cross (krôs, krŏs)
a. An upright post with a transverse piece near the top, on which condemned persons were executed in ancient times.
b. often Cross The cross upon which Jesus was crucified.
c. A crucifix.
d. Any of various modifications of the cross design, such as a Latin cross or Maltese cross.
e. A medal, emblem, or insignia in the form of a cross.
2. Cross The Christian religion; Christianity.
3. Christianity The sign of the cross.
4. A trial, affliction, or frustration. See Synonyms at burden.
5. A mark or pattern formed by the intersection of two lines, especially such a mark (X) used as a signature.
6. A movement from one place to another, as on a stage; a crossing.
7. A pipe fitting with four branches in upright and transverse form, used as a junction for intersecting pipes.
8. Biology A plant or animal produced by crossbreeding; a hybrid.
9. One that combines the qualities of two other things: a novel that is a cross between romance and satire.
a. A hook thrown over an opponent's punch in boxing.
b. A pass made into the center of the field to a player in position to score, especially in soccer.
11. Law An act or instance of cross-examining; a cross-examination.
12. The Southern Cross.
13. Slang A contest whose outcome has been dishonestly prearranged.
v. crossed, cross·ing, cross·es
1. To go or extend across; pass from one side of to the other: crossed the room to greet us; a bridge that crosses the bay.
2. To carry or conduct across something: crossed the horses at the ford.
3. To extend or pass through or over; intersect: Elm Street crosses Oak Street.
4. Sports To propel (a ball or puck) as a cross, as in soccer.
a. To delete by drawing a line through: crossed tasks off her list as she did them.
b. To eliminate or dismiss as unimportant or undesirable: “He thought about Mr. Fraser and crossed him off as an unknown quantity” (Scott O'Dell).
c. To make or put a line across: Cross and divide a circle.
6. To place crosswise one over the other: cross one's legs.
7. To make the sign of the cross upon or over as a sign of devotion or blessing.
8. To encounter in passing: His path crossed mine.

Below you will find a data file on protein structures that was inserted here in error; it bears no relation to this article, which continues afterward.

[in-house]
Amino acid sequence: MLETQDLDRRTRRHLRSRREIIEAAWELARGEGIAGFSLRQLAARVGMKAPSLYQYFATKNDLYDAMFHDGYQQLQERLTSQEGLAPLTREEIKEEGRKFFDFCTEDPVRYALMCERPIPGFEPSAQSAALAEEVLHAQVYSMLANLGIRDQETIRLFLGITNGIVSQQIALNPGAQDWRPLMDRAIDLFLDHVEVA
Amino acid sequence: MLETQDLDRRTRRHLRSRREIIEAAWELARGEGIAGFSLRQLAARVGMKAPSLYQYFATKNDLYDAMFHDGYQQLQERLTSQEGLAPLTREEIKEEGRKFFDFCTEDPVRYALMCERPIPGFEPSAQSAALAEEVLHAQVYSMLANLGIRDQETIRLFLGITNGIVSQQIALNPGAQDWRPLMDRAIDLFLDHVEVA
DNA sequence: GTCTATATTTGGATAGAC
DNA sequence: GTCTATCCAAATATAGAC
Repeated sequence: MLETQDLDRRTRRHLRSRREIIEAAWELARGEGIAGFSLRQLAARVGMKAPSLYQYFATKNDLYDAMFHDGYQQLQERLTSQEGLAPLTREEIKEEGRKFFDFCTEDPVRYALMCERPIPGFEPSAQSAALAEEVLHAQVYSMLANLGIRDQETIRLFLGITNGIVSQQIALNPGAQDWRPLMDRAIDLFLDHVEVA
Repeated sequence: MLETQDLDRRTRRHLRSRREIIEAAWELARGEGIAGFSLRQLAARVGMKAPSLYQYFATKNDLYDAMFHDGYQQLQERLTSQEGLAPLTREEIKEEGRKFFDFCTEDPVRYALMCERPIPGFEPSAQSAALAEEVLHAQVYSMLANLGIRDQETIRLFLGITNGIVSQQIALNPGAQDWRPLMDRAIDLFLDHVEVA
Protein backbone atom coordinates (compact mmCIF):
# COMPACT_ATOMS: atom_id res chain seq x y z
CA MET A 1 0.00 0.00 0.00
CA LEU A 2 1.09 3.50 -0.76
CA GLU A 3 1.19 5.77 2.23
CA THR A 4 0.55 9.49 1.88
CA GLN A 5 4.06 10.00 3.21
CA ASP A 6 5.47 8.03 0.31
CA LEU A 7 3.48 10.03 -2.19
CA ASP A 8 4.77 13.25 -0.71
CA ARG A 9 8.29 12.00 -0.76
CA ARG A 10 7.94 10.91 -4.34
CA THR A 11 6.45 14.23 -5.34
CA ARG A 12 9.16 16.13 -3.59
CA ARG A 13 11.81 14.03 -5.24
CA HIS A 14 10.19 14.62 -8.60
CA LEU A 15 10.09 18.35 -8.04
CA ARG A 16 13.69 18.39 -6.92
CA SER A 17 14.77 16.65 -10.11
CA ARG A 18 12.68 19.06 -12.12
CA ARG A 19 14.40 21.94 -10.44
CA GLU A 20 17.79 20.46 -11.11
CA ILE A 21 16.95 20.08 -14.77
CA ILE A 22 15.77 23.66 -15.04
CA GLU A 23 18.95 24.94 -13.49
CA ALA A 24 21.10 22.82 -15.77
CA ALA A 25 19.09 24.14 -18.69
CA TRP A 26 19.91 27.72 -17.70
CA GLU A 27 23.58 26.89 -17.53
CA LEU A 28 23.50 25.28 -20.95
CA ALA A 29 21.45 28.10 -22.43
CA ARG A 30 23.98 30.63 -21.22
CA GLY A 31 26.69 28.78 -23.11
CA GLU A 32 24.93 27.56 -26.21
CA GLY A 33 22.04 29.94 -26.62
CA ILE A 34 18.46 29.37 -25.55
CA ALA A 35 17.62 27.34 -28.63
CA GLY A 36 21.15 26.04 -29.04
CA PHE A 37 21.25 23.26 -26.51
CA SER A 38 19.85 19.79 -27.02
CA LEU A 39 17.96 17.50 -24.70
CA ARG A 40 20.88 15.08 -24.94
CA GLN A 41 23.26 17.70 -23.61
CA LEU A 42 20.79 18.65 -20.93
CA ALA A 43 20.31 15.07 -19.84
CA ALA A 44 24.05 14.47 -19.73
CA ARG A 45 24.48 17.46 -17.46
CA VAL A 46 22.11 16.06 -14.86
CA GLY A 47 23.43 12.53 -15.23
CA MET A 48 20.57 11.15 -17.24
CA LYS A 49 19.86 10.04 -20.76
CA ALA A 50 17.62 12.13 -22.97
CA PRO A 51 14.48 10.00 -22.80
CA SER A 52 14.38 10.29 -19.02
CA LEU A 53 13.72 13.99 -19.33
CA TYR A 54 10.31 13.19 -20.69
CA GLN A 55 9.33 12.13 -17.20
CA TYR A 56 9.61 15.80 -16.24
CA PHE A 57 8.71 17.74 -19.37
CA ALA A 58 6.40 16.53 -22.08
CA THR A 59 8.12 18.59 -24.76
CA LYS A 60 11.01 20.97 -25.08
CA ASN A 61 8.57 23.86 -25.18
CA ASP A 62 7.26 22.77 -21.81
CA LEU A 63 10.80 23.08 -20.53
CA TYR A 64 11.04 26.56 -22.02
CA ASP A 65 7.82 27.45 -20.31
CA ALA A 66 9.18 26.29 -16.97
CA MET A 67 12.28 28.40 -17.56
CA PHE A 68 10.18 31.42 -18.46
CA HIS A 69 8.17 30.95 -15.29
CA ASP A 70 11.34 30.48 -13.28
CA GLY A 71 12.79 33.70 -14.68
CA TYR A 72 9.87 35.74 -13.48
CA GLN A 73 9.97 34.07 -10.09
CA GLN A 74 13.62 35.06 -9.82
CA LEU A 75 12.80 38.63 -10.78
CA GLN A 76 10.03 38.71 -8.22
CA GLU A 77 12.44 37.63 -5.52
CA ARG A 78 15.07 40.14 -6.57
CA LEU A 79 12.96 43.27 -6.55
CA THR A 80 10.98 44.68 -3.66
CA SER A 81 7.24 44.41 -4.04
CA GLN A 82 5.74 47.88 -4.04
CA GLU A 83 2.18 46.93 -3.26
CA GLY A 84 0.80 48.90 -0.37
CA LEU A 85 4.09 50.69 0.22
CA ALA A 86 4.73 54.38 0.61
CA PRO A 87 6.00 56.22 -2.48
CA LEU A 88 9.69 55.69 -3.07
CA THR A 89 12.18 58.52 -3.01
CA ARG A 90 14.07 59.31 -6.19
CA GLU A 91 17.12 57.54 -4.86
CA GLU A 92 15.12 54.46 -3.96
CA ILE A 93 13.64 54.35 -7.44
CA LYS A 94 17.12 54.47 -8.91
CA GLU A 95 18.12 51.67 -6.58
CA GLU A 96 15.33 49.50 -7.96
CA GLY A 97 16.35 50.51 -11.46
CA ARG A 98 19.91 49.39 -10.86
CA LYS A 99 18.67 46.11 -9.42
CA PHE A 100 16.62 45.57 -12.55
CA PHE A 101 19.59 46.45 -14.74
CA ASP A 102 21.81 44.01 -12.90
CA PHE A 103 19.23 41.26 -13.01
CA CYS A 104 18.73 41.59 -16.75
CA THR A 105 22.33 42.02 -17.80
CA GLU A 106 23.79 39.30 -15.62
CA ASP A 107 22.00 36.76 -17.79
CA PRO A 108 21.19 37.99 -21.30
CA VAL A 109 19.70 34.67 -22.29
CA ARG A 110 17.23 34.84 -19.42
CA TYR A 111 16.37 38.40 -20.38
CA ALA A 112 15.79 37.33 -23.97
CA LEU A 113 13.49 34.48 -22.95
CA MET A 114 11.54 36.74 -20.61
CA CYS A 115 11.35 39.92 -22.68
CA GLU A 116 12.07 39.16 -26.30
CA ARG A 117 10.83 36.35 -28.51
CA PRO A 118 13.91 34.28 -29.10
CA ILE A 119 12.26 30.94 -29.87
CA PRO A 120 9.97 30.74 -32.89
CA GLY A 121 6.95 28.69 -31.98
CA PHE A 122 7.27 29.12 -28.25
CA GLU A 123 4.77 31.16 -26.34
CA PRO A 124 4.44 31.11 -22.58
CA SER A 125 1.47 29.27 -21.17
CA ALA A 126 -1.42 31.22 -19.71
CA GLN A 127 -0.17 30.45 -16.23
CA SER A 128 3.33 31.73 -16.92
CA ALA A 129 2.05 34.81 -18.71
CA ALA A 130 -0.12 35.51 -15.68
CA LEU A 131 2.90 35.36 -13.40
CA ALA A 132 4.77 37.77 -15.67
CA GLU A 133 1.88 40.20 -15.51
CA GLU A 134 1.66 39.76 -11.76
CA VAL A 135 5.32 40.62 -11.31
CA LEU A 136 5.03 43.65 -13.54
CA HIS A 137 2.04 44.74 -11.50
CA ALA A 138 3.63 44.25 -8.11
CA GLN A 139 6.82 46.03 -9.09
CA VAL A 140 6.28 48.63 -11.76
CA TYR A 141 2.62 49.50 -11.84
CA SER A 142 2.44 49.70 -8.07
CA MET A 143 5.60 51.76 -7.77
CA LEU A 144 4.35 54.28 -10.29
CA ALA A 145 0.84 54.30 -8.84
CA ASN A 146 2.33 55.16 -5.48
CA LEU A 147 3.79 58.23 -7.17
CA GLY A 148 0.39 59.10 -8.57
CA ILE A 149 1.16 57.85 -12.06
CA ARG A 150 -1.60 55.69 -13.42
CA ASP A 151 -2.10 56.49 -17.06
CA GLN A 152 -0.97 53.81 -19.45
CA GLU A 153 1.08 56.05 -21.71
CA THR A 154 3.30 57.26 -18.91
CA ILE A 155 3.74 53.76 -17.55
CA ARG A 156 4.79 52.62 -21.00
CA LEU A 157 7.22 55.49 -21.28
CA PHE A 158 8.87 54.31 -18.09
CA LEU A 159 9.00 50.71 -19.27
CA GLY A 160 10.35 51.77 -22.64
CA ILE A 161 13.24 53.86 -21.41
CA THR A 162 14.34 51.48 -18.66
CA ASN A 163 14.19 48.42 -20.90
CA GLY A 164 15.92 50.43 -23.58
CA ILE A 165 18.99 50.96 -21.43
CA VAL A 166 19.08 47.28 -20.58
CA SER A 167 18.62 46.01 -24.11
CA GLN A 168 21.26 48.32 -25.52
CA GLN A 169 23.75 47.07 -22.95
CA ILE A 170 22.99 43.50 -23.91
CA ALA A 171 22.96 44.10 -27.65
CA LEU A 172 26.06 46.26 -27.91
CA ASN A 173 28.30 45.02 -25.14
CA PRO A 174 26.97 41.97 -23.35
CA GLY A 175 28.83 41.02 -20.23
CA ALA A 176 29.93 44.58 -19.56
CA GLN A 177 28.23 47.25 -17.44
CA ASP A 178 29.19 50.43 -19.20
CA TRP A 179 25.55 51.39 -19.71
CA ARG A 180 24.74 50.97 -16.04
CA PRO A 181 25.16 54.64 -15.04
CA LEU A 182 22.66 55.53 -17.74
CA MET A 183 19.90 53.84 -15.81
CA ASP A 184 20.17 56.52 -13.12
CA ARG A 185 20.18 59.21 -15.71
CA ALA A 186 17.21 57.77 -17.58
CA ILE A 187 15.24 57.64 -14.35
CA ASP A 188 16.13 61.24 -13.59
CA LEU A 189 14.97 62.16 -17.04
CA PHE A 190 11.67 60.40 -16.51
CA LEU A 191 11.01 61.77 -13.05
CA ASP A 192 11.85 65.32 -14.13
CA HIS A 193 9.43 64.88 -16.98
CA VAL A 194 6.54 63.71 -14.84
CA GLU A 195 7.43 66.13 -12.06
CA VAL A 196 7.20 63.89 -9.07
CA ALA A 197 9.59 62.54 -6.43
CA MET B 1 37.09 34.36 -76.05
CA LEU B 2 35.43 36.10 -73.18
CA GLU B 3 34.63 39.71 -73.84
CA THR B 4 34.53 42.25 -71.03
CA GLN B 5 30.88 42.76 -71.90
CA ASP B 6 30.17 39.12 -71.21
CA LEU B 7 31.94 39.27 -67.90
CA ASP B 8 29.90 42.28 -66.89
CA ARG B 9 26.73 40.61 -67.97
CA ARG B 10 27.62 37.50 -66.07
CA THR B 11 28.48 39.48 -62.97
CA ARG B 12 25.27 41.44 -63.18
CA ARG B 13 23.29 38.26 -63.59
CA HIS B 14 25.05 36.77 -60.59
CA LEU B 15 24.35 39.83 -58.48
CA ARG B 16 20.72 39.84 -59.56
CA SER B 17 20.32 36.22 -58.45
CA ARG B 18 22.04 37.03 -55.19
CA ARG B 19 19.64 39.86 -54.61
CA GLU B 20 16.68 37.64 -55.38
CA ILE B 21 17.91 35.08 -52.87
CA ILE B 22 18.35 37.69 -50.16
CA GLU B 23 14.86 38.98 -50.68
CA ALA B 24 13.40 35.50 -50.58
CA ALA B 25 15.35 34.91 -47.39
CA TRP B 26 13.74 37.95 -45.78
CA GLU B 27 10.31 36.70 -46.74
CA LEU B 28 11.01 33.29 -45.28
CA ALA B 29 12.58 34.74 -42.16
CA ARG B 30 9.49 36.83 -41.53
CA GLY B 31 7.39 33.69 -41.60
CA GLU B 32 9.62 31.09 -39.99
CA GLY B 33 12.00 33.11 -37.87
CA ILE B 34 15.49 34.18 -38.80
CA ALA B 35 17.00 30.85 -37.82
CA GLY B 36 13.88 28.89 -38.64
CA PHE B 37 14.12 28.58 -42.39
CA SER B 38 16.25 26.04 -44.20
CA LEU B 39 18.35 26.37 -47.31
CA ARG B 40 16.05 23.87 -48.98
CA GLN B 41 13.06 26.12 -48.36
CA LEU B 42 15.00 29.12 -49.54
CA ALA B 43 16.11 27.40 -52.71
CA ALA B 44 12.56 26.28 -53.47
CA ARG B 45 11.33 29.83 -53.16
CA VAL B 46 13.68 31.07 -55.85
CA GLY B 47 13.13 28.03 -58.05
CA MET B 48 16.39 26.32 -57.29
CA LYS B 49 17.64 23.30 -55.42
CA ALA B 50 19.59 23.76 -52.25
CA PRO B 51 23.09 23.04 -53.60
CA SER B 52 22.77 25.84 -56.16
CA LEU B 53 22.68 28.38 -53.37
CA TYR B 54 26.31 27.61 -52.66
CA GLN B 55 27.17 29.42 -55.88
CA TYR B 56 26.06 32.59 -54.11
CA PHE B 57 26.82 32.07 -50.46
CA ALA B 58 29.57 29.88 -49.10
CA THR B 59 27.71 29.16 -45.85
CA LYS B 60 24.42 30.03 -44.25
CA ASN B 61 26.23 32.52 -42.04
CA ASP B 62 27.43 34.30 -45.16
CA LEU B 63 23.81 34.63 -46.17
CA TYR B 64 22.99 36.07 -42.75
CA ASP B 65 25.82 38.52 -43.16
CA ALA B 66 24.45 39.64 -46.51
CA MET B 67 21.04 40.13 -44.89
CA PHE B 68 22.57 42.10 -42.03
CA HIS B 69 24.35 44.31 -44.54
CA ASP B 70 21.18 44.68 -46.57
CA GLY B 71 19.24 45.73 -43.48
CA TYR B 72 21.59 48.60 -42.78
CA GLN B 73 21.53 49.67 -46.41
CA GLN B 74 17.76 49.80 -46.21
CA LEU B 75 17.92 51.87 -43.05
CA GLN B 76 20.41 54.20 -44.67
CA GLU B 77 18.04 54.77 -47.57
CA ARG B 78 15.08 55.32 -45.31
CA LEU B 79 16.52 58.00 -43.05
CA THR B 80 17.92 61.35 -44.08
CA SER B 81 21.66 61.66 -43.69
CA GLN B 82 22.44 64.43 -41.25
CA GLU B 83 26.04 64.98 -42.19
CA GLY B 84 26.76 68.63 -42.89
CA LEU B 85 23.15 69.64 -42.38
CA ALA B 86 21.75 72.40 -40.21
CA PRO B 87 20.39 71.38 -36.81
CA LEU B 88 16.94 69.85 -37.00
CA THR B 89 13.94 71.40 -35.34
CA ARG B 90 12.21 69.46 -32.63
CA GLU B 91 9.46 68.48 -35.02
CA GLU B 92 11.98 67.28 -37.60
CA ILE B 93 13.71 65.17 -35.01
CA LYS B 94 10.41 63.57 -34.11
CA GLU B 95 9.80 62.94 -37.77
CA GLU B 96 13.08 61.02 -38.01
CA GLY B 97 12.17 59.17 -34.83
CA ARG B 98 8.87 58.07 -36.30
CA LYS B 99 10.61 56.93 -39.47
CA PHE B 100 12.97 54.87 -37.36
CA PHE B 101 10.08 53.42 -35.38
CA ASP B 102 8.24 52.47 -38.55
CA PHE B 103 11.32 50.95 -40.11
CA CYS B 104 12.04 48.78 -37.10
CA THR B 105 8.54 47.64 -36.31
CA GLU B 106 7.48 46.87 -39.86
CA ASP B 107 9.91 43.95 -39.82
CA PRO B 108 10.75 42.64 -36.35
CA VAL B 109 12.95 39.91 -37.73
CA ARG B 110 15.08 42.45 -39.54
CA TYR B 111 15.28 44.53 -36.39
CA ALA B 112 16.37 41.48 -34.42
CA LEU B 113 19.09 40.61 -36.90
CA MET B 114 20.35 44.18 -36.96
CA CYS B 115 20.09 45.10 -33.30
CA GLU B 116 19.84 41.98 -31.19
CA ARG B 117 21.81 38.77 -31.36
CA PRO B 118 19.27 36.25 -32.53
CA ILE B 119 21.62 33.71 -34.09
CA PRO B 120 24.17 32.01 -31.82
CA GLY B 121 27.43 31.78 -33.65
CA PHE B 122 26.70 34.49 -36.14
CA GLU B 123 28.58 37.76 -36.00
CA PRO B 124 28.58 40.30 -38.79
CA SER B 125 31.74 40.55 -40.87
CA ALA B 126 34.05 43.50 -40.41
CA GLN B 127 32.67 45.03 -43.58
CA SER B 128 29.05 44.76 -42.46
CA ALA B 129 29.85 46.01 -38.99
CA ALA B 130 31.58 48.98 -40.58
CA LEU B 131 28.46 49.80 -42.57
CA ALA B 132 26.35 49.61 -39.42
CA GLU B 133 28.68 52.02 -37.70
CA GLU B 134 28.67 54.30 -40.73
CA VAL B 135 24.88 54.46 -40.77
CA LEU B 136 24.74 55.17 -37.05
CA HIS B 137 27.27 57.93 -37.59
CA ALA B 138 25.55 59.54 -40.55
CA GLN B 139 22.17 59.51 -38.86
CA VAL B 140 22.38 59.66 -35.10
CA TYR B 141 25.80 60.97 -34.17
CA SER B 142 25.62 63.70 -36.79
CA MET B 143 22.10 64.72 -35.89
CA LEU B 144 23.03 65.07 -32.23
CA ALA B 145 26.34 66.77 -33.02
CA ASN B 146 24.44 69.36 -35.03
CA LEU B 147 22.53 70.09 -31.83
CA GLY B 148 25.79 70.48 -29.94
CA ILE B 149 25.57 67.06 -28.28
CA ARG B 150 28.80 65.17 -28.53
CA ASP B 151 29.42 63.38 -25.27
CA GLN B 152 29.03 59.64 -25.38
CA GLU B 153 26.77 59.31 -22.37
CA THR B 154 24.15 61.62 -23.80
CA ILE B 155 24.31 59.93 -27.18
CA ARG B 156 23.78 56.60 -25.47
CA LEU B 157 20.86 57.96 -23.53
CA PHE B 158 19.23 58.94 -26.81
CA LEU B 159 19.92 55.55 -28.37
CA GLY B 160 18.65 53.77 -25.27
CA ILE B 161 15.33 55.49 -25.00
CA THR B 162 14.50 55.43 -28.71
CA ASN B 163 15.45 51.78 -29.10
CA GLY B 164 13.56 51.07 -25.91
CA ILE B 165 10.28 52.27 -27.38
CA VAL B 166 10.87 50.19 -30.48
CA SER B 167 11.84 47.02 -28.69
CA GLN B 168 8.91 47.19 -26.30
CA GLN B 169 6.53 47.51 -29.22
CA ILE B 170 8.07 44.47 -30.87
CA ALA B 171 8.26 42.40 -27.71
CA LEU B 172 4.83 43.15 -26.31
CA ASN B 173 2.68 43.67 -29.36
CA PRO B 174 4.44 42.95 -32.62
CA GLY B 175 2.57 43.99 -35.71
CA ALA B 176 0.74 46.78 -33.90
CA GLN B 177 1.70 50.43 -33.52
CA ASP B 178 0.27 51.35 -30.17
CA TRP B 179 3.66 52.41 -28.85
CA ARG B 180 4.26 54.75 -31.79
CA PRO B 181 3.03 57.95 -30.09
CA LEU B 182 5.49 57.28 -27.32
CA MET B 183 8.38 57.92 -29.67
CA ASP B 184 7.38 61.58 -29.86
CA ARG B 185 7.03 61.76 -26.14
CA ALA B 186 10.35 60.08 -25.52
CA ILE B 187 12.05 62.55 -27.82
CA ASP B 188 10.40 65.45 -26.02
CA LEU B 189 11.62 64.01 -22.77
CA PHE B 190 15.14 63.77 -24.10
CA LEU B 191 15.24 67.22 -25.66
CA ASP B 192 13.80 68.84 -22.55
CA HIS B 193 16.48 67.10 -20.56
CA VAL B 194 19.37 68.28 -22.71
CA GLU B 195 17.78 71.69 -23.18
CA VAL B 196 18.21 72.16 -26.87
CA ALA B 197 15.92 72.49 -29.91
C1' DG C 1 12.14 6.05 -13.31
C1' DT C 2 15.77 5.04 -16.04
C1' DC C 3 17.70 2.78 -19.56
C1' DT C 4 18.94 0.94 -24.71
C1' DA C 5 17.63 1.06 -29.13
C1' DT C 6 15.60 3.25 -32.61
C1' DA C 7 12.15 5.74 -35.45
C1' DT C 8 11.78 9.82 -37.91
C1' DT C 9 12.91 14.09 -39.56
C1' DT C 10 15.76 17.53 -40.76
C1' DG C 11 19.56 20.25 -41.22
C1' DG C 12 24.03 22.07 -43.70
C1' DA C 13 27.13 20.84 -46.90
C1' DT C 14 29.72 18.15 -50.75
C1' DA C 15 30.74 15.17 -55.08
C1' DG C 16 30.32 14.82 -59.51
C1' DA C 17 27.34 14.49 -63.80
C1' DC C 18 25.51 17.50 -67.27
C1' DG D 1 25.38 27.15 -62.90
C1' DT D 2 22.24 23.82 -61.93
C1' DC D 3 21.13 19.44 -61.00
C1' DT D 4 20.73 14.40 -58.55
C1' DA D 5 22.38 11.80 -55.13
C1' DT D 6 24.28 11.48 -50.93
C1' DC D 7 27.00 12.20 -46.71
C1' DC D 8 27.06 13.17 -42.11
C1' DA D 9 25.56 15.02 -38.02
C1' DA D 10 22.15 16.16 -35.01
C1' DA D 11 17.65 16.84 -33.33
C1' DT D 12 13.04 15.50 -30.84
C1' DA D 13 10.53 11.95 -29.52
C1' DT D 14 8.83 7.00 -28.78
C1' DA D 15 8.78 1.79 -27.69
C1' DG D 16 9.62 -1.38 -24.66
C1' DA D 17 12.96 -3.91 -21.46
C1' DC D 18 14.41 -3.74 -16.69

9. To combine the qualities of two things: a movie that crosses horror with humor.
10. To interfere with; thwart or obstruct: Don't cross me.
11. To betray or deceive; double-cross. Often used with up.
12. Biology To crossbreed or cross-fertilize (plants or animals).
13. Law To cross-examine.
1. To lie or pass across each other; intersect.
a. To move or extend from one side to another: crossed through Canada en route to Alaska.
b. To make a crossing: crossed into Germany from Switzerland.
3. To meet in passing; come into conjunction: Their paths crossed at the health club.
4. To move or be conveyed in opposite directions at the same time: Our letters must have crossed in the mail.
5. Biology To crossbreed or cross-fertilize.
1. Lying or passing crosswise; intersecting: a cross street.
2. Contrary or counter; opposing.
3. Showing ill humor; annoyed.
4. Involving interchange; reciprocal.
5. Crossbred; hybrid.
1. To change from one condition or loyalty to another.
2. Genetics To exchange genetic material. Used of homologous chromosomes.
To ruin completely: Their lack of cooperation crossed up the whole project.
cross (one's) mind
To come to know; realize: It crossed my mind that you might want to leave early.
cross (one's) t's
To be thorough or painstaking in attending to details.
cross (someone's) palm
To pay, tip, or bribe.
To quarrel or fight.
cross your fingers
Used to encourage someone to hope for a successful or advantageous outcome: I think I'm going to get the job offer-cross your fingers!
[Middle English cros, from Old English, probably from Old Norse kross, from Old Irish cros, from Latin crux.]
(click for a larger image)cross
top: Maltese and St. Andrew's
center: patriarchal, Greek, and tau
bottom: Latin, Calvary, and Celtic
The American Heritage® Dictionary of the English Language, Fifth Edition copyright ©2022 by HarperCollins Publishers. All rights reserved.
Indo-European & Semitic Roots Appendices
Thousands of entries in the dictionary include etymologies that trace their origins back to reconstructed proto-languages. You can obtain more information about these forms in our online appendices:
The Indo-European appendix covers nearly half of the Indo-European roots that have left their mark on English words. A more complete treatment of Indo-European roots and the English words derived from them is available in our Dictionary of Indo-European Roots.